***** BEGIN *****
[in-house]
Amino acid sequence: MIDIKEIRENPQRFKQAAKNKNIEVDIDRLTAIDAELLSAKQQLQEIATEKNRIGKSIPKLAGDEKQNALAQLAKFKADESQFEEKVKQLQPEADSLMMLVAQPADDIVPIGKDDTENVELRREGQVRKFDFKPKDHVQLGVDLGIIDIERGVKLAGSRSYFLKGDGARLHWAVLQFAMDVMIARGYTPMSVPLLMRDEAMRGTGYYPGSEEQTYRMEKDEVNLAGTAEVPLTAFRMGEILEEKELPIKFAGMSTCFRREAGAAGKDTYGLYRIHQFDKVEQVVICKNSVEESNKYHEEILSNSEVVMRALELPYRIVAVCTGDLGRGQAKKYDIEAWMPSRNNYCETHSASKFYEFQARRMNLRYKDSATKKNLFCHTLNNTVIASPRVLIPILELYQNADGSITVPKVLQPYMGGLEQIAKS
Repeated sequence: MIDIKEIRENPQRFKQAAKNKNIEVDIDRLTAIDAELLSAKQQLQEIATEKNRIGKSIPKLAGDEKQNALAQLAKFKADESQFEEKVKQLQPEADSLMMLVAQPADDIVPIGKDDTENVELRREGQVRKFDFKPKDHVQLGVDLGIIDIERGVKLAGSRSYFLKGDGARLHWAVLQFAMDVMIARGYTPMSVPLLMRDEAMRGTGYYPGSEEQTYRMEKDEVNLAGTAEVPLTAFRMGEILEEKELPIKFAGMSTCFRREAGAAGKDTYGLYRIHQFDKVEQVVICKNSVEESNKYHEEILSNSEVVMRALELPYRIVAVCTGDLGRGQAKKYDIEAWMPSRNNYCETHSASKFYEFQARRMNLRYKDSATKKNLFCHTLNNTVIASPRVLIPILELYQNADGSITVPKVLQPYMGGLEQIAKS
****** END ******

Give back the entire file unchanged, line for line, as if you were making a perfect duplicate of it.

[in-house]
Amino acid sequence: MIDIKEIRENPQRFKQAAKNKNIEVDIDRLTAIDAELLSAKQQLQEIATEKNRIGKSIPKLAGDEKQNALAQLAKFKADESQFEEKVKQLQPEADSLMMLVAQPADDIVPIGKDDTENVELRREGQVRKFDFKPKDHVQLGVDLGIIDIERGVKLAGSRSYFLKGDGARLHWAVLQFAMDVMIARGYTPMSVPLLMRDEAMRGTGYYPGSEEQTYRMEKDEVNLAGTAEVPLTAFRMGEILEEKELPIKFAGMSTCFRREAGAAGKDTYGLYRIHQFDKVEQVVICKNSVEESNKYHEEILSNSEVVMRALELPYRIVAVCTGDLGRGQAKKYDIEAWMPSRNNYCETHSASKFYEFQARRMNLRYKDSATKKNLFCHTLNNTVIASPRVLIPILELYQNADGSITVPKVLQPYMGGLEQIAKS
Repeated sequence: MIDIKEIRENPQRFKQAAKNKNIEVDIDRLTAIDAELLSAKQQLQEIATEKNRIGKSIPKLAGDEKQNALAQLAKFKADESQFEEKVKQLQPEADSLMMLVAQPADDIVPIGKDDTENVELRREGQVRKFDFKPKDHVQLGVDLGIIDIERGVKLAGSRSYFLKGDGARLHWAVLQFAMDVMIARGYTPMSVPLLMRDEAMRGTGYYPGSEEQTYRMEKDEVNLAGTAEVPLTAFRMGEILEEKELPIKFAGMSTCFRREAGAAGKDTYGLYRIHQFDKVEQVVICKNSVEESNKYHEEILSNSEVVMRALELPYRIVAVCTGDLGRGQAKKYDIEAWMPSRNNYCETHSASKFYEFQARRMNLRYKDSATKKNLFCHTLNNTVIASPRVLIPILELYQNADGSITVPKVLQPYMGGLEQIAKS